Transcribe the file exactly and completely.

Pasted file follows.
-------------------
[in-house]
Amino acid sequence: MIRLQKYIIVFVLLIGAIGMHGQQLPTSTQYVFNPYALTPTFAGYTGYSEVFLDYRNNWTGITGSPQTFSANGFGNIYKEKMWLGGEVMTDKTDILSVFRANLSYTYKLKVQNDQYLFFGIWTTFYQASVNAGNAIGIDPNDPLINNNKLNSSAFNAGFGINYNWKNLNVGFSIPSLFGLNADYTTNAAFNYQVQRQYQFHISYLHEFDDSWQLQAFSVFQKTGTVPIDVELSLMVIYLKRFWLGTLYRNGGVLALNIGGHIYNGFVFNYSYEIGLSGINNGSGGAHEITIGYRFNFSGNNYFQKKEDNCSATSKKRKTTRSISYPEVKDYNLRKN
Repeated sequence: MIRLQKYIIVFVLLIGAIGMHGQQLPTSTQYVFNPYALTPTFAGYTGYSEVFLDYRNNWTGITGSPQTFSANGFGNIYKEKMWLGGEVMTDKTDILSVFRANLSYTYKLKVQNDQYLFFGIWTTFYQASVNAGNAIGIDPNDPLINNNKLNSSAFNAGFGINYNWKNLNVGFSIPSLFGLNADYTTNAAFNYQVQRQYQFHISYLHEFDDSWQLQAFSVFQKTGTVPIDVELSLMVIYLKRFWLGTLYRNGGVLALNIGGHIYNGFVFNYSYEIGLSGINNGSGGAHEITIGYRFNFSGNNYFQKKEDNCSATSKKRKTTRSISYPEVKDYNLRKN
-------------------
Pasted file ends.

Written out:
[in-house]
Amino acid sequence: MIRLQKYIIVFVLLIGAIGMHGQQLPTSTQYVFNPYALTPTFAGYTGYSEVFLDYRNNWTGITGSPQTFSANGFGNIYKEKMWLGGEVMTDKTDILSVFRANLSYTYKLKVQNDQYLFFGIWTTFYQASVNAGNAIGIDPNDPLINNNKLNSSAFNAGFGINYNWKNLNVGFSIPSLFGLNADYTTNAAFNYQVQRQYQFHISYLHEFDDSWQLQAFSVFQKTGTVPIDVELSLMVIYLKRFWLGTLYRNGGVLALNIGGHIYNGFVFNYSYEIGLSGINNGSGGAHEITIGYRFNFSGNNYFQKKEDNCSATSKKRKTTRSISYPEVKDYNLRKN
Repeated sequence: MIRLQKYIIVFVLLIGAIGMHGQQLPTSTQYVFNPYALTPTFAGYTGYSEVFLDYRNNWTGITGSPQTFSANGFGNIYKEKMWLGGEVMTDKTDILSVFRANLSYTYKLKVQNDQYLFFGIWTTFYQASVNAGNAIGIDPNDPLINNNKLNSSAFNAGFGINYNWKNLNVGFSIPSLFGLNADYTTNAAFNYQVQRQYQFHISYLHEFDDSWQLQAFSVFQKTGTVPIDVELSLMVIYLKRFWLGTLYRNGGVLALNIGGHIYNGFVFNYSYEIGLSGINNGSGGAHEITIGYRFNFSGNNYFQKKEDNCSATSKKRKTTRSISYPEVKDYNLRKN